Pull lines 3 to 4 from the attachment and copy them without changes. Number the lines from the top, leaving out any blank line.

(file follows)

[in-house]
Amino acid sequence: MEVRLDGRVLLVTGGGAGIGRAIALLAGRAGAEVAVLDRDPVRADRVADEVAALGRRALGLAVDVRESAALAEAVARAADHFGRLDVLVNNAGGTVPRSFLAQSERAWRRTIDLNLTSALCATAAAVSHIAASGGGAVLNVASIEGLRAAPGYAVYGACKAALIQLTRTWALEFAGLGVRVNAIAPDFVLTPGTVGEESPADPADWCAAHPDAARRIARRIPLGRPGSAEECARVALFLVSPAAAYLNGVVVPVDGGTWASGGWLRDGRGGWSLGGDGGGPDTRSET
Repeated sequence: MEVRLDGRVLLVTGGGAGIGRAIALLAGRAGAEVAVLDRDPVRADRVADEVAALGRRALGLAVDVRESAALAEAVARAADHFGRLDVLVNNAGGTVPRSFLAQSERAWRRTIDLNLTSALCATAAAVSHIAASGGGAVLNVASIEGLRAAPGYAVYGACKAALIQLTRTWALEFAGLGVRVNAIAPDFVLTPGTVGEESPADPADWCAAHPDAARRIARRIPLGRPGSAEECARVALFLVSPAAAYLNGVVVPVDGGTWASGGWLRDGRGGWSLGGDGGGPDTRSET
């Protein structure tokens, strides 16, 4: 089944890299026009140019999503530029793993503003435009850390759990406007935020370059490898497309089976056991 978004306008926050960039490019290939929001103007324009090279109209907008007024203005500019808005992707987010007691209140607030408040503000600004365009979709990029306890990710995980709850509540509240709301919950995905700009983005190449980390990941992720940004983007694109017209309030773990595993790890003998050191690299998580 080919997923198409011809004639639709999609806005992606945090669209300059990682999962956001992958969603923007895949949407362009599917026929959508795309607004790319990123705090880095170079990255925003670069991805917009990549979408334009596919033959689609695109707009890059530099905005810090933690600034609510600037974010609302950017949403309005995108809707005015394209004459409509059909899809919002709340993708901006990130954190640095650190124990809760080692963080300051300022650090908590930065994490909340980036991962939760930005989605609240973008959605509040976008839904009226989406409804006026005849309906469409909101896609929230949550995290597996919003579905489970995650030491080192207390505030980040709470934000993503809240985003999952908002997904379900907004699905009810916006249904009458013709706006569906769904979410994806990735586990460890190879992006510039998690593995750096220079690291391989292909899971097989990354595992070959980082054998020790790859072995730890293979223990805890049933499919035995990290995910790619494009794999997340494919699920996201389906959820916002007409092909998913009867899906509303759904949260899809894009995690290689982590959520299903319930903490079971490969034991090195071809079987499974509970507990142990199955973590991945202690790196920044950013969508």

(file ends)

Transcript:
Repeated sequence: MEVRLDGRVLLVTGGGAGIGRAIALLAGRAGAEVAVLDRDPVRADRVADEVAALGRRALGLAVDVRESAALAEAVARAADHFGRLDVLVNNAGGTVPRSFLAQSERAWRRTIDLNLTSALCATAAAVSHIAASGGGAVLNVASIEGLRAAPGYAVYGACKAALIQLTRTWALEFAGLGVRVNAIAPDFVLTPGTVGEESPADPADWCAAHPDAARRIARRIPLGRPGSAEECARVALFLVSPAAAYLNGVVVPVDGGTWASGGWLRDGRGGWSLGGDGGGPDTRSET
């Protein structure tokens, strides 16, 4: 089944890299026009140019999503530029793993503003435009850390759990406007935020370059490898497309089976056991 978004306008926050960039490019290939929001103007324009090279109209907008007024203005500019808005992707987010007691209140607030408040503000600004365009979709990029306890990710995980709850509540509240709301919950995905700009983005190449980390990941992720940004983007694109017209309030773990595993790890003998050191690299998580 080919997923198409011809004639639709999609806005992606945090669209300059990682999962956001992958969603923007895949949407362009599917026929959508795309607004790319990123705090880095170079990255925003670069991805917009990549979408334009596919033959689609695109707009890059530099905005810090933690600034609510600037974010609302950017949403309005995108809707005015394209004459409509059909899809919002709340993708901006990130954190640095650190124990809760080692963080300051300022650090908590930065994490909340980036991962939760930005989605609240973008959605509040976008839904009226989406409804006026005849309906469409909101896609929230949550995290597996919003579905489970995650030491080192207390505030980040709470934000993503809240985003999952908002997904379900907004699905009810916006249904009458013709706006569906769904979410994806990735586990460890190879992006510039998690593995750096220079690291391989292909899971097989990354595992070959980082054998020790790859072995730890293979223990805890049933499919035995990290995910790619494009794999997340494919699920996201389906959820916002007409092909998913009867899906509303759904949260899809894009995690290689982590959520299903319930903490079971490969034991090195071809079987499974509970507990142990199955973590991945202690790196920044950013969508």